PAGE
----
Writing

Sofia Kovalevskaya: Love Makes All the Partial Difference

Sofia Kovalevskaya: Love Makes All the Partial Difference

Everybody needs love, but for some the striving after it so dominates their every action and decision that it becomes impossible to ever truly find. Veering between professions, friendships, and lovers, their desire for perfect love driving away by its intensity anybody who might have offered it, those possessed by such a need rarely live happily or end well, but their lives dazzle as against the ... »

Logophile Tuesdays: Could you care less?

Logophile Tuesdays: Could you care less?

Language is a fluid and evolving thing with meaning and usage changing at the merciless whims of fashion, culture, and time. There are some words and phrases, though, that have mutated into hideous monstrosoties and should be culled from the collective consciousness. “Literally” has been abused so violently in big fish stories that it almost unusable for its original purpose. Once valu... »

Logophile Tuesday: A Skulk of Trolls

Logophile Tuesday: A Skulk of Trolls

I am a fan of the absurdities contained within the English language. Collective nouns, for example, are delightfully entertaining and almost entirely pointless. The serve nearly no linguistic use, and there is certainly no need to have a different one for every countable noun that might bother to gather in numbers exceeding two. Some favorites: An observance of hermits A mess of iguanas An exaltat... »

Zita the Spacegirl, Amelia Cole, And the Exciting Growth Of Girl Adventure Comics

Zita the Spacegirl, Amelia Cole, And the Exciting Growth Of Girl Adventure Comics

Last month saw the much anticipated release of sequel volumes to two of indie comics’ most imaginative titles: Amelia Cole and the Hidden War and The Return of Zita the Spacegirl. The success of these independent comics, along with more mainstream titles like Marvel’s Ms. Marvel, Black Widow, and Captain Marvel, DC’s Harley Quinn, and Image’s Rat Queens, is rapidly disproving everything we thought... »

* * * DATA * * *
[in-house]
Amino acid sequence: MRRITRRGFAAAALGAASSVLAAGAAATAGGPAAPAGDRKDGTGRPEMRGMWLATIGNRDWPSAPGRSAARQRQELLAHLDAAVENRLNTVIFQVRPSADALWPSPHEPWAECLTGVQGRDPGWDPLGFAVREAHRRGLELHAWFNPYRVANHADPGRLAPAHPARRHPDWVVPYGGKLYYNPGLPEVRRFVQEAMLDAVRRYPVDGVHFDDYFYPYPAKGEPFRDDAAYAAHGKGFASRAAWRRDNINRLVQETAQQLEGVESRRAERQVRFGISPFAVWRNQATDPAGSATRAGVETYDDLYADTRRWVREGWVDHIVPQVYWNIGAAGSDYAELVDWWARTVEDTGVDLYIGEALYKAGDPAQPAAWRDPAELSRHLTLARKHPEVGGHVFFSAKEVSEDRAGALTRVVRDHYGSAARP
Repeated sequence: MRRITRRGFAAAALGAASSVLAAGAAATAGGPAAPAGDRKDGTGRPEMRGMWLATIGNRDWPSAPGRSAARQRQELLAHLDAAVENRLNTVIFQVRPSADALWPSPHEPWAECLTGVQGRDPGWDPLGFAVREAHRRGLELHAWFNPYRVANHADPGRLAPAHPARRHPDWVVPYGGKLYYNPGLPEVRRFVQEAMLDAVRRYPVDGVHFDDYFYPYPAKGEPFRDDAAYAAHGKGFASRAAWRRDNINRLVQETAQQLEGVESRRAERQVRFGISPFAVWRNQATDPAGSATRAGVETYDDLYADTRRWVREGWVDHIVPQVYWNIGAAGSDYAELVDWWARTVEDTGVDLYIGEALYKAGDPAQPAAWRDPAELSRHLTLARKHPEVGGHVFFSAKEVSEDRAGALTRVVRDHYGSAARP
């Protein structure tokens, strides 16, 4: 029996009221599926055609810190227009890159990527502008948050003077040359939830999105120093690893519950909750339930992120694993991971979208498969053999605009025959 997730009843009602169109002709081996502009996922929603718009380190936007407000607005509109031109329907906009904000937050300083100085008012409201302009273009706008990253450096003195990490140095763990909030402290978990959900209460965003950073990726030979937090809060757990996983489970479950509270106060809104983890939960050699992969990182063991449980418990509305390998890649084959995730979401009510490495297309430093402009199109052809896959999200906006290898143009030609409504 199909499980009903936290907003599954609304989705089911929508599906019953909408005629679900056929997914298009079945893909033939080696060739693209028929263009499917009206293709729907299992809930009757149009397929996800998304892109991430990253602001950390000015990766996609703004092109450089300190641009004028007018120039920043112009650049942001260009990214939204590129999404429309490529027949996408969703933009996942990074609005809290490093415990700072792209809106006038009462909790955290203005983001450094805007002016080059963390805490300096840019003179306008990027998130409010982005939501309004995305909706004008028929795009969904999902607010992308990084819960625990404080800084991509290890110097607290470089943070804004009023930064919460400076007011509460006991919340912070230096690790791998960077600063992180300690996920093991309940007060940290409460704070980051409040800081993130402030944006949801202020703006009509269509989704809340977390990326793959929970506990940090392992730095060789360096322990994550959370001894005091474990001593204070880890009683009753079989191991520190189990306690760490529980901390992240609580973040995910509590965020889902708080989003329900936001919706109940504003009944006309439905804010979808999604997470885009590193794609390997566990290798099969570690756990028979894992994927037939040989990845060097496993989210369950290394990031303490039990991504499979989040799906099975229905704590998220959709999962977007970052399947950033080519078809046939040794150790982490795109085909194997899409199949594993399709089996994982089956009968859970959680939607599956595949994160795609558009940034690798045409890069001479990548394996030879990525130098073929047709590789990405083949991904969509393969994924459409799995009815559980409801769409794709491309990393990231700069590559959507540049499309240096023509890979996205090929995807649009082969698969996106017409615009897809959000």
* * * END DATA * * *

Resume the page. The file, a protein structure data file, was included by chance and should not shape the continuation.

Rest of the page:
A Web, Not a Road: The Anthropology of Margaret Mead

A Web, Not a Road: The Anthropology of Margaret Mead

There is hardly a name in science more encrusted with bad faith generalizations and well-meaning but ahistorical hagiography than that of anthropologist Margaret Mead. In her time, she was to anthropology what Carl Sagan was to astronomy – a brilliant and irreverent popularizer who inspired a new generation of scientists even as she earned the undying enmity of the passing one. Praised as the most... »

Today, I Solved the Internet

Today, I Solved the Internet

How many relationships have been damaged due to misinterpreted intentions over text? How many jovial musings mistaken for malicious trollings in comments? How much sincerity has been confused with sarcasm, and vice versa? Lots. Today, I stumbled upon a solution. The Elcor, an alien race from the Mass Effect series, are monotone. They express emotion through a variety of pheromones and body languag... »

Happy Birthday to Us and Free Stuff to You

Happy Birthday to Us and Free Stuff to You

I wrote and published a fantasy novel, partly due to the support offered by the members and readers of this blog. Last year, I though I would show my thanks by giving away my novel for free during our anniversary week. While it may be disappointing to get the same present twice, stop whining. It’s our birthday, not yours. This is your loot bag. But to make this celebration a little more fun,... »

Here Be Invisible Dragons

Here Be Invisible Dragons

One recent evening I was browsing my Twitter timeline and I saw a wonderful and glorious thing. Friend of The Lab, Jocelyn Oudesluys (AKA: Quarksparrow), had made a children’s book adaptation of Carl Sagan’s Invisible Dragon story from his book, The Demon Haunted World. I proceeded to share it with my fellow Lab contributors at which point we all flipped out. You can read Jocelyn’... »

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